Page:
You’ve hopefully had a bit of a break over the holiday period and now it’s back to business as usual. What, another year of work ahead already? I agree, it is hard to believe that we’re 1/12 of the way through the year and it’s February today!
To be able to not only perform well during the year, but also enjoy yourself on the way through, here are some of my ideas for approaching the year ahead.
Ease into it
Your brain and body have hopefully had a (no doubt much needed) break. Stepping out of your usual routines and enjoying a bit of “R and R” is not only enjoyable, it’s also great for our brain and body. If performing well in your personal and professional life is important to you, rest and rejuvenation are as much of a requirement as focus, dedication and doing the hard yards.
I often refer to Stephen Covey’s “7 Habits of Highly Effective People” and this relates to Habit 7, which is “Sharpen the saw”. This habit involves ensuring we rest and recuperate in order to preserve our ability to maintain our ability to perform the other six habits. Another way of putting this is that the downtime is as important as the uptime. So many high performers struggle with this as a concept, but if we want to be effective over the longer haul, we need to learn how to take and maximise our breaks.
Given the benefits of proper rest, it’s wise to build back up to peak performance gradually rather than diving in and undoing all that you’ve gained.
Set a theme
Some people set resolutions (not me, I think they’re a waste of time – to find out why, check out this blog from this time last year). I prefer to approach this in a different way by setting some kind of theme or intention for the year. It could be a word or a mantra that sits over the top of everything for your year. Or, it could be a sentence or two. In response to a (too) busy year in 2018, I’ve decided that “calm” will be my theme for this year. As tempting as it is for me to return to my tried and true habit of being and feeling rushed, I am committing this year to take things a bit easier. I’ll be interested to see the impact this has on my performance and effectiveness. I think it can only be good!
Use the times when you’re not as effective, such as when you’re returning to your desk for the year or a Friday afternoon slump to do some admin or get organised and structured. You could even devise some systems if you’re feeling super-organised. This could end up saving you heaps of time over the year, creating order, simplicity and consistency and will have spin off benefits of de-cluttering your brain (it’s all the rage after all). I can personally vouch for the massive strides my creativity has made now that I am more organised and have cleared more headspace for the “fun” stuff.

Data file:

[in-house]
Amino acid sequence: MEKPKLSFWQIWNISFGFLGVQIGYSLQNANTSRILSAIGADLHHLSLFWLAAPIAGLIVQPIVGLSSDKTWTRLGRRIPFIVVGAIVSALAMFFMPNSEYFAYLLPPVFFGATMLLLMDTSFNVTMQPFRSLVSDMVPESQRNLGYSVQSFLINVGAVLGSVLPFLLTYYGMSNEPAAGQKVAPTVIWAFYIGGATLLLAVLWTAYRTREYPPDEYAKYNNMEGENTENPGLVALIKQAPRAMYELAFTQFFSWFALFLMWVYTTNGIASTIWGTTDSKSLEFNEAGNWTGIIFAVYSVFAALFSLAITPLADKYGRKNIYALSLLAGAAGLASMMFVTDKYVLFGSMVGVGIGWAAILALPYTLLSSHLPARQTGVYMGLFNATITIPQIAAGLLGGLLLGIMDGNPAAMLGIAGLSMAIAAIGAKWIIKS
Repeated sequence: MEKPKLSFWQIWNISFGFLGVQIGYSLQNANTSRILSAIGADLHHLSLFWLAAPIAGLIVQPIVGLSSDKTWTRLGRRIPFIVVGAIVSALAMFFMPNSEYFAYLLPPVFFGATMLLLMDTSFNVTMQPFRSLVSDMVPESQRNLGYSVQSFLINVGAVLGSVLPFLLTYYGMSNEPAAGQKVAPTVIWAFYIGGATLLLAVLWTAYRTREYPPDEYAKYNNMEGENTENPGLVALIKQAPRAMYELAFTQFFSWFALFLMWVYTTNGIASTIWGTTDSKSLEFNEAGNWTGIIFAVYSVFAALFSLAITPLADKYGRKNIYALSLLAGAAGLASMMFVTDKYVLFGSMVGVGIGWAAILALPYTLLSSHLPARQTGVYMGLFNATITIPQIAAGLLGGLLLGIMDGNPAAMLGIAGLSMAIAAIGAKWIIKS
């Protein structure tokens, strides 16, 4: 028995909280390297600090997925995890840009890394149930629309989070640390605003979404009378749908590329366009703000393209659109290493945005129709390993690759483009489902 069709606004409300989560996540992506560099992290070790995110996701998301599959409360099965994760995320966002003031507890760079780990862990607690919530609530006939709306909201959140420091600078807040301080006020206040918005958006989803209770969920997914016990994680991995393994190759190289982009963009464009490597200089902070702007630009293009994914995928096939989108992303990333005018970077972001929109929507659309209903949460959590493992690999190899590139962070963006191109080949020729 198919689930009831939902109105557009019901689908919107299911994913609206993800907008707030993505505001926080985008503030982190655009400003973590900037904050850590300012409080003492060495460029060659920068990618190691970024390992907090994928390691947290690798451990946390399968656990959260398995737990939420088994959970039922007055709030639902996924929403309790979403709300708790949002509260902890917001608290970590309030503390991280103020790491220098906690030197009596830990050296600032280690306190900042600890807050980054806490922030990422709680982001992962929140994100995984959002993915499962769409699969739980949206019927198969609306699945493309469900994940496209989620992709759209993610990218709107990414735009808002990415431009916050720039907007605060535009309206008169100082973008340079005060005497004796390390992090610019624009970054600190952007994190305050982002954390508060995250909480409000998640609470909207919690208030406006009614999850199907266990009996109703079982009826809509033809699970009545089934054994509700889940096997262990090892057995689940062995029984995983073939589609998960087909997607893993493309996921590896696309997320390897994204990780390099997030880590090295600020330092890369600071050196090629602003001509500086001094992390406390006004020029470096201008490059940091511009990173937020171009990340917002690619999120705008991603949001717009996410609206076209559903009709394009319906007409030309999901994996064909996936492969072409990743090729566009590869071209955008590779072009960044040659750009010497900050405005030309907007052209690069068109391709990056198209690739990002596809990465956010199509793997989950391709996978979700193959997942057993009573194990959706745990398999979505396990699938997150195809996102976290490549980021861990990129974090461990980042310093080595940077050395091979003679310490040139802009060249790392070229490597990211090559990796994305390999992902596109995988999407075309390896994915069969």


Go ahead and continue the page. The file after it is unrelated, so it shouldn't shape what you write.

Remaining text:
Tempting as it is to make long lists and set many goals as you launch into the year, it can be more effective to narrow your focus. Deciding on what’s most important and working towards actually completing those things feels satisfying and motivating. Conversely spreading your attention, energy and efforts too thinly is likely to make it harder to achieve anything much, which is the antithesis of satisfaction and motivation. Trust me, I’ve been there many times…
Make it sustainable
Many people are starting to at the very least talk about making changes to the way they do things. We’re waking up to the fact that being overly busy is no longer cool or aspirational. In fact it’s making us tired, absent, grumpy, unhealthy, depressed and anxious. In tandem with this, there’s a trend towards simplifying our lives, to slow down a bit, be present, mindful and enjoy what we do have. Sounds great, but how do we go about achieving this given all the demands we (and others) place on ourselves? For me, it comes back to focusing on the most important things and ensuring that we balance the go go go with the stop stop stop by building in regular downtime. Others aren’t likely to manage this for us – your boss might still send that email at 10pm on a Saturday night – so it’s up to us to claim our time out and be disciplined about sticking to it. This could be a challenge if you suffer from FOMO (fear of missing out) and are used to being “on call” and available to anyone who asks a favour of you. Give it a try, though, your mental health and wellbeing will certainly thank you for it.
Plan micro-breaks/holidays/things to look forward to
By earmarking things in your diary and making bookings and plans you’re more likely to actually do what you set out to do, give yourself things to look forward to and rewards for your efforts throughout the year. We know that all work and no play makes Jack and Jill dull, so take a leaf out of their book and build some fun into your year!